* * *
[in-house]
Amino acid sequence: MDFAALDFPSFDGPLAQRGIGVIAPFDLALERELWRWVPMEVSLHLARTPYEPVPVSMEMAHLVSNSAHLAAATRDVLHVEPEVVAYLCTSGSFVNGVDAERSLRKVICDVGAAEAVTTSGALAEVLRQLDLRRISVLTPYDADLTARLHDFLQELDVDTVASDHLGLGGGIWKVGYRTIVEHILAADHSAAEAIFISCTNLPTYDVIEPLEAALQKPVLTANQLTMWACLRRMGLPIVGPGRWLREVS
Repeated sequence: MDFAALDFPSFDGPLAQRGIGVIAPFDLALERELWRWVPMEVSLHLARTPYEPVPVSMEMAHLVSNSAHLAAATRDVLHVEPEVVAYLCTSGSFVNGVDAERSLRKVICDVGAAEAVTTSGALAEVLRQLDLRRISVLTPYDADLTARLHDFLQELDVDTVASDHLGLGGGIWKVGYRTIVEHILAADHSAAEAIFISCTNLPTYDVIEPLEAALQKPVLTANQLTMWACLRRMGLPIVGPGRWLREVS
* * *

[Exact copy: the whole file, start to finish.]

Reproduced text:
[in-house]
Amino acid sequence: MDFAALDFPSFDGPLAQRGIGVIAPFDLALERELWRWVPMEVSLHLARTPYEPVPVSMEMAHLVSNSAHLAAATRDVLHVEPEVVAYLCTSGSFVNGVDAERSLRKVICDVGAAEAVTTSGALAEVLRQLDLRRISVLTPYDADLTARLHDFLQELDVDTVASDHLGLGGGIWKVGYRTIVEHILAADHSAAEAIFISCTNLPTYDVIEPLEAALQKPVLTANQLTMWACLRRMGLPIVGPGRWLREVS
Repeated sequence: MDFAALDFPSFDGPLAQRGIGVIAPFDLALERELWRWVPMEVSLHLARTPYEPVPVSMEMAHLVSNSAHLAAATRDVLHVEPEVVAYLCTSGSFVNGVDAERSLRKVICDVGAAEAVTTSGALAEVLRQLDLRRISVLTPYDADLTARLHDFLQELDVDTVASDHLGLGGGIWKVGYRTIVEHILAADHSAAEAIFISCTNLPTYDVIEPLEAALQKPVLTANQLTMWACLRRMGLPIVGPGRWLREVS